elegiac


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Related to elegiac: elegiac couplet

el·e·gi·ac

 (ĕl′ə-jī′ək, ĭ-lē′jē-ăk′)
adj.
1. Of, relating to, or involving elegy or mourning or expressing sorrow for that which is irrecoverably past: an elegiac lament for youthful ideals.
2. Of or composed in elegiac couplets.

[Late Latin elegīacus, from Greek elegeiakos, from elegeia, elegy; see elegy.]

el′e·gi′ac n.
el′e·gi′a·cal adj.
el′e·gi′a·cal·ly adv.

elegiac

(ˌɛlɪˈdʒaɪək)
adj
1. (Literary & Literary Critical Terms) resembling, characteristic of, relating to, or appropriate to an elegy
2. lamenting; mournful; plaintive
3. (Literary & Literary Critical Terms) denoting or written in elegiac couplets or elegiac stanzas. Also (archaic): elegiacal
n
(Literary & Literary Critical Terms) (often plural) an elegiac couplet or stanza
ˌeleˈgiacally adv

el•e•gi•ac

(ˌɛl ɪˈdʒaɪ ək, -æk, ɪˈli dʒiˌæk)

adj. Also, el`e•gi′a•cal.
1. used in, suitable for, or resembling an elegy.
2. expressing sorrow; mournful.
3. (in classical prosody) noting a distich, the first line of which is a dactylic hexameter and the second a pentameter.
n.
4. an elegiac verse.
5. poetry in such verses.
[1575–85; (< Middle French) < Latin < Greek]

elegiac

- Can mean "melancholy, mournful."
See also related terms for melancholy.
ThesaurusAntonymsRelated WordsSynonymsLegend:
Adj.1.elegiac - resembling or characteristic of or appropriate to an elegy; "an elegiac poem on a friend's death"
2.elegiac - expressing sorrow often for something past; "an elegiac lament for youthful ideals"
sorrowful - experiencing or marked by or expressing sorrow especially that associated with irreparable loss; "sorrowful widows"; "a sorrowful tale of death and despair"; "sorrowful news"; "even in laughter the heart is sorrowful"- Proverbs 14:13

elegiac

adjective (Literary) lamenting, sad, melancholy, nostalgic, mournful, plaintive, melancholic, sorrowful, funereal, valedictory, keening, dirgeful, threnodial, threnodic The music has a dreamy, elegiac quality.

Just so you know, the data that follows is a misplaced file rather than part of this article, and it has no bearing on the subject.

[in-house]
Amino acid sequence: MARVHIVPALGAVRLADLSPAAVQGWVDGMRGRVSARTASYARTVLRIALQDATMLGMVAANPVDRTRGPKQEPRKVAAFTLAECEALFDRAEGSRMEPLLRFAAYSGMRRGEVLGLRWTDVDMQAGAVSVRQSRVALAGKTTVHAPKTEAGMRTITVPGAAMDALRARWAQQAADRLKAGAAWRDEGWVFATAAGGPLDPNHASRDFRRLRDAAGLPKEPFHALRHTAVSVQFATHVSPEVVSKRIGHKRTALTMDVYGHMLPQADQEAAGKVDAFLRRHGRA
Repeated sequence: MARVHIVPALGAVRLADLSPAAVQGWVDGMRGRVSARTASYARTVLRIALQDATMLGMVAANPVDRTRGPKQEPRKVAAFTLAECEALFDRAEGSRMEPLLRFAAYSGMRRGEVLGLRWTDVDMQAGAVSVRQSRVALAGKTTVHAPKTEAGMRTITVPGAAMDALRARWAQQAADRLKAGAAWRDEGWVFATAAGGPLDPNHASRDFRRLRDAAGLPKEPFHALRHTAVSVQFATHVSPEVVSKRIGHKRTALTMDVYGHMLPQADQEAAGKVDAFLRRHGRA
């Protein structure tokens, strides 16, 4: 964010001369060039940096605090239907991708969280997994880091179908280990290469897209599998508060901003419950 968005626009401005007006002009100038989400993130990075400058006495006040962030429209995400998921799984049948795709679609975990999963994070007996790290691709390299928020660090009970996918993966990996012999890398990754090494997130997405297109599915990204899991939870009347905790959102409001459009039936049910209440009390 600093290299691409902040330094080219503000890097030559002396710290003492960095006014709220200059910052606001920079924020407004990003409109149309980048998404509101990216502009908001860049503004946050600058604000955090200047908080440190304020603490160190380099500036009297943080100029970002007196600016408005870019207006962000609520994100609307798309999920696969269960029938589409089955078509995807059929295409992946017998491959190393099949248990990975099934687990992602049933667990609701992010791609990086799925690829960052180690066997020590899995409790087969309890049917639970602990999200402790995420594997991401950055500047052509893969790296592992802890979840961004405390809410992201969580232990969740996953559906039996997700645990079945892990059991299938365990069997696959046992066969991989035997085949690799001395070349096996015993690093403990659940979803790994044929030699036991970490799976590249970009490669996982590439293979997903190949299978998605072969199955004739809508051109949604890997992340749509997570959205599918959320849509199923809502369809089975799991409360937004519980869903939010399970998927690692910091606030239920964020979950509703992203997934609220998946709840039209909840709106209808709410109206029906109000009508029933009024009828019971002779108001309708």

Translations

elegiac

[ˌelɪˈdʒaɪək] ADJelegíaco

elegiac

[ˌɛlɪˈdʒaɪək] adj (literary) [quality, mood] → élégiaque

elegiac

adjelegisch
n usu pl (Liter) → elegischer Vers, Vers mim elegischen Versmaß

elegiac

[ˌɛlɪˈdʒaɪək] adj (liter) → elegiaco/a
References in classic literature ?
People do, indeed, add the word 'maker' or 'poet' to the name of the metre, and speak of elegiac poets, or epic (that is, hexameter) poets, as if it were not the imitation that makes the poet, but the verse that entitles them all indiscriminately to the name.
I had always admired the genius of Glaucon and Adeimantus, but on hearing these words I was quite delighted, and said: Sons of an illustrious father, that was not a bad beginning of the Elegiac verses which the admirer of Glaucon made in honour of you after you had distinguished yourselves at the battle of Megara:--
He still talked vaguely of the things he was going to do in the future, but with less conviction; and he was conscious that his friends no longer believed in him: when he had drank two or three glasses of whiskey he was inclined to be elegiac.
The poetry of the sun has something of the epic in it; that of fog and mist is elegiac and religious.
Spare us your elegiac tones," said the Parrot giggling.
Indeed, he bore some grudge against the family and friends of Ardshiel, and before he was drunk he read me a lampoon, in very good Latin, but with a very ill meaning, which he had made in elegiac verses upon a person of that house.
There remain also a few pagan lyric poems, which are all not only somber like 'Beowulf' but distinctly elegiac, that is pensively melancholy.
He then proceeded to patch his tags together with the help of his Gradus, producing an incongruous and feeble result of eight elegiac lines, the minimum quantity for his form, and finishing up with two highly moral lines extra, making ten in all, which he cribbed entire from one of his books, beginning "O genus humanum," and which he himself must have used a dozen times before, whenever an unfortunate or wicked hero, of whatever nation or language under the sun, was the subject.
Avienus, also a contemporary of Ausonius, put some of these fables into Latin elegiacs, which are given by Nevelet (in a book we shall refer to hereafter), and are occasionally incorporated with the editions of Phaedrus.
The author of the book is famous novelist, elegiac poem writer and poet Parveen Haider, said a statement issued here.
German guest conductor Christoph Poppen will lead the orchestra in the Fourth Symphony in E minor, the composer's last elegiac symphony.
It's a great opportunity to catch works by British choreographer David Dawson, whose fluid, hyperphysical movement vocabulary turns elegiac in On the Nature of Daylight (score by Max Richter) and delightfully virtuosic in 5 (excerpted from his Giselle).